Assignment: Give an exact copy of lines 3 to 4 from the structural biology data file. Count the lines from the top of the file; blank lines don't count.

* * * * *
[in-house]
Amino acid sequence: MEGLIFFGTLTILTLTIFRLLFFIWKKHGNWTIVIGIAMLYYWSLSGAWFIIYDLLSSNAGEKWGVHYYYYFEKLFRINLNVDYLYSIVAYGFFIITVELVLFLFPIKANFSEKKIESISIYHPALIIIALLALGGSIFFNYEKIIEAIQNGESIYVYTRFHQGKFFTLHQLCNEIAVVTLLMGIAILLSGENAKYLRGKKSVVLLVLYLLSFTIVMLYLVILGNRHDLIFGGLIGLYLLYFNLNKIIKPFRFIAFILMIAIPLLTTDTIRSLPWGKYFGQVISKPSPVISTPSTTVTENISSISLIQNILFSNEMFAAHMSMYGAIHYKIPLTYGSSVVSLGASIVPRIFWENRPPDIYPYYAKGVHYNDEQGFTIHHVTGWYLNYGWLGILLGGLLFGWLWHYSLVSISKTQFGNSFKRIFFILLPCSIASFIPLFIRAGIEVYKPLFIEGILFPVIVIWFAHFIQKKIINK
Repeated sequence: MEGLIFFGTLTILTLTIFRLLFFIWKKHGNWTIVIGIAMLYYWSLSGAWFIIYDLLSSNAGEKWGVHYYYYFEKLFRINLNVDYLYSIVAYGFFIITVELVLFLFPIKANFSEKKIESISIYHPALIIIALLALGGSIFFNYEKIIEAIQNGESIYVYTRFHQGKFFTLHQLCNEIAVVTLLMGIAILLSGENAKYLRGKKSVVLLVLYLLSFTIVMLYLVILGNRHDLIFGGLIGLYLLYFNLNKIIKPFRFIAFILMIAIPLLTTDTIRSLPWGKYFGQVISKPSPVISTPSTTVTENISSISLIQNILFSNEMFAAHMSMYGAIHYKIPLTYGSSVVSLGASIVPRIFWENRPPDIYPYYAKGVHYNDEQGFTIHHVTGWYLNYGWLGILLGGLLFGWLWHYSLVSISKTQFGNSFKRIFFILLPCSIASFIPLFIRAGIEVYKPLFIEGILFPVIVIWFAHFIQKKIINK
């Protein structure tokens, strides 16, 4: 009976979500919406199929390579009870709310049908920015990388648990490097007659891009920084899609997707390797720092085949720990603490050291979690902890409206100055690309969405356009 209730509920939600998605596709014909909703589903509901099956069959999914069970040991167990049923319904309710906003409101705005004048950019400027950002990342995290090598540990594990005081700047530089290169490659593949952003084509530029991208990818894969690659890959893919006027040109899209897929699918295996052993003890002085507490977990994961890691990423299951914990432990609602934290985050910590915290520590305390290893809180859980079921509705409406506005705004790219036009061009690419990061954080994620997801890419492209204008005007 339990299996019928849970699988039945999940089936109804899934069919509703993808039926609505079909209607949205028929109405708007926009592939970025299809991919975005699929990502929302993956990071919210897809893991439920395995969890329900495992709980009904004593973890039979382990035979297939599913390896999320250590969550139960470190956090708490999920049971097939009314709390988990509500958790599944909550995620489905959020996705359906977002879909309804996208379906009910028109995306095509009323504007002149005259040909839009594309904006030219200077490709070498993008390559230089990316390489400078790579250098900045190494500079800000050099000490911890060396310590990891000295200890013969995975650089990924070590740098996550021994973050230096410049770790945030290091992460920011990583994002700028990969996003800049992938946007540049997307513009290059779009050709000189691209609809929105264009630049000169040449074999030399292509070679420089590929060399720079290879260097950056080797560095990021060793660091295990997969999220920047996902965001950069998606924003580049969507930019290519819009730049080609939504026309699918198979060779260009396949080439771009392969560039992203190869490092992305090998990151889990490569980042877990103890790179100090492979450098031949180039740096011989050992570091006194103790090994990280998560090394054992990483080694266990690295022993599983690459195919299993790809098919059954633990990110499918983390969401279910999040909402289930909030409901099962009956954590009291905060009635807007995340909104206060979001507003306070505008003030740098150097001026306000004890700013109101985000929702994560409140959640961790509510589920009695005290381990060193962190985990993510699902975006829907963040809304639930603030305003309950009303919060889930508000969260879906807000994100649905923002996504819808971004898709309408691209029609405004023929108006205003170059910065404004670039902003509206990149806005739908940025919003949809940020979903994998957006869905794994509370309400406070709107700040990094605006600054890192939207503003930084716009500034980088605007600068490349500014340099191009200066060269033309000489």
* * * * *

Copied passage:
Repeated sequence: MEGLIFFGTLTILTLTIFRLLFFIWKKHGNWTIVIGIAMLYYWSLSGAWFIIYDLLSSNAGEKWGVHYYYYFEKLFRINLNVDYLYSIVAYGFFIITVELVLFLFPIKANFSEKKIESISIYHPALIIIALLALGGSIFFNYEKIIEAIQNGESIYVYTRFHQGKFFTLHQLCNEIAVVTLLMGIAILLSGENAKYLRGKKSVVLLVLYLLSFTIVMLYLVILGNRHDLIFGGLIGLYLLYFNLNKIIKPFRFIAFILMIAIPLLTTDTIRSLPWGKYFGQVISKPSPVISTPSTTVTENISSISLIQNILFSNEMFAAHMSMYGAIHYKIPLTYGSSVVSLGASIVPRIFWENRPPDIYPYYAKGVHYNDEQGFTIHHVTGWYLNYGWLGILLGGLLFGWLWHYSLVSISKTQFGNSFKRIFFILLPCSIASFIPLFIRAGIEVYKPLFIEGILFPVIVIWFAHFIQKKIINK
């Protein structure tokens, strides 16, 4: 009976979500919406199929390579009870709310049908920015990388648990490097007659891009920084899609997707390797720092085949720990603490050291979690902890409206100055690309969405356009 209730509920939600998605596709014909909703589903509901099956069959999914069970040991167990049923319904309710906003409101705005004048950019400027950002990342995290090598540990594990005081700047530089290169490659593949952003084509530029991208990818894969690659890959893919006027040109899209897929699918295996052993003890002085507490977990994961890691990423299951914990432990609602934290985050910590915290520590305390290893809180859980079921509705409406506005705004790219036009061009690419990061954080994620997801890419492209204008005007 339990299996019928849970699988039945999940089936109804899934069919509703993808039926609505079909209607949205028929109405708007926009592939970025299809991919975005699929990502929302993956990071919210897809893991439920395995969890329900495992709980009904004593973890039979382990035979297939599913390896999320250590969550139960470190956090708490999920049971097939009314709390988990509500958790599944909550995620489905959020996705359906977002879909309804996208379906009910028109995306095509009323504007002149005259040909839009594309904006030219200077490709070498993008390559230089990316390489400078790579250098900045190494500079800000050099000490911890060396310590990891000295200890013969995975650089990924070590740098996550021994973050230096410049770790945030290091992460920011990583994002700028990969996003800049992938946007540049997307513009290059779009050709000189691209609809929105264009630049000169040449074999030399292509070679420089590929060399720079290879260097950056080797560095990021060793660091295990997969999220920047996902965001950069998606924003580049969507930019290519819009730049080609939504026309699918198979060779260009396949080439771009392969560039992203190869490092992305090998990151889990490569980042877990103890790179100090492979450098031949180039740096011989050992570091006194103790090994990280998560090394054992990483080694266990690295022993599983690459195919299993790809098919059954633990990110499918983390969401279910999040909402289930909030409901099962009956954590009291905060009635807007995340909104206060979001507003306070505008003030740098150097001026306000004890700013109101985000929702994560409140959640961790509510589920009695005290381990060193962190985990993510699902975006829907963040809304639930603030305003309950009303919060889930508000969260879906807000994100649905923002996504819808971004898709309408691209029609405004023929108006205003170059910065404004670039902003509206990149806005739908940025919003949809940020979903994998957006869905794994509370309400406070709107700040990094605006600054890192939207503003930084716009500034980088605007600068490349500014340099191009200066060269033309000489």